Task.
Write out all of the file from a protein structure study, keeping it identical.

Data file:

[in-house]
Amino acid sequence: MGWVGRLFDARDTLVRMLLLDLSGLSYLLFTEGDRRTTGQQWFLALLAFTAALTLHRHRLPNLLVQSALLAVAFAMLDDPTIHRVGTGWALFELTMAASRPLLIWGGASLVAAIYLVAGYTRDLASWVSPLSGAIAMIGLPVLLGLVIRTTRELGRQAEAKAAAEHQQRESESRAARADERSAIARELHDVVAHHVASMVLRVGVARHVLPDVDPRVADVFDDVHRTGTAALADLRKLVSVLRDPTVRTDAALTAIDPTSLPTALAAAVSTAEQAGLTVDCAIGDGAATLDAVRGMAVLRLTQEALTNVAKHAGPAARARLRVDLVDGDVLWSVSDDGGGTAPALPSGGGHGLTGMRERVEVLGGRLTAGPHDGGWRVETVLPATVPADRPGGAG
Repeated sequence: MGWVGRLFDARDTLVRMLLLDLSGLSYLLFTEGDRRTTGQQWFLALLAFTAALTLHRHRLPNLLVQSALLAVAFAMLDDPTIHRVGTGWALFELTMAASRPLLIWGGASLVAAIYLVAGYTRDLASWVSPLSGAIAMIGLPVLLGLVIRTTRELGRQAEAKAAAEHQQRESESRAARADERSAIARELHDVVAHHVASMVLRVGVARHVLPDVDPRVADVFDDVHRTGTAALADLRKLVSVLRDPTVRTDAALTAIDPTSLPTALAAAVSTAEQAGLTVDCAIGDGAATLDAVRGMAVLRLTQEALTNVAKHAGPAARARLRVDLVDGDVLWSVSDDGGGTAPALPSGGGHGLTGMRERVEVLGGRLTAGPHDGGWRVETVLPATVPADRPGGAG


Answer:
[in-house]
Amino acid sequence: MGWVGRLFDARDTLVRMLLLDLSGLSYLLFTEGDRRTTGQQWFLALLAFTAALTLHRHRLPNLLVQSALLAVAFAMLDDPTIHRVGTGWALFELTMAASRPLLIWGGASLVAAIYLVAGYTRDLASWVSPLSGAIAMIGLPVLLGLVIRTTRELGRQAEAKAAAEHQQRESESRAARADERSAIARELHDVVAHHVASMVLRVGVARHVLPDVDPRVADVFDDVHRTGTAALADLRKLVSVLRDPTVRTDAALTAIDPTSLPTALAAAVSTAEQAGLTVDCAIGDGAATLDAVRGMAVLRLTQEALTNVAKHAGPAARARLRVDLVDGDVLWSVSDDGGGTAPALPSGGGHGLTGMRERVEVLGGRLTAGPHDGGWRVETVLPATVPADRPGGAG
Repeated sequence: MGWVGRLFDARDTLVRMLLLDLSGLSYLLFTEGDRRTTGQQWFLALLAFTAALTLHRHRLPNLLVQSALLAVAFAMLDDPTIHRVGTGWALFELTMAASRPLLIWGGASLVAAIYLVAGYTRDLASWVSPLSGAIAMIGLPVLLGLVIRTTRELGRQAEAKAAAEHQQRESESRAARADERSAIARELHDVVAHHVASMVLRVGVARHVLPDVDPRVADVFDDVHRTGTAALADLRKLVSVLRDPTVRTDAALTAIDPTSLPTALAAAVSTAEQAGLTVDCAIGDGAATLDAVRGMAVLRLTQEALTNVAKHAGPAARARLRVDLVDGDVLWSVSDDGGGTAPALPSGGGHGLTGMRERVEVLGGRLTAGPHDGGWRVETVLPATVPADRPGGAG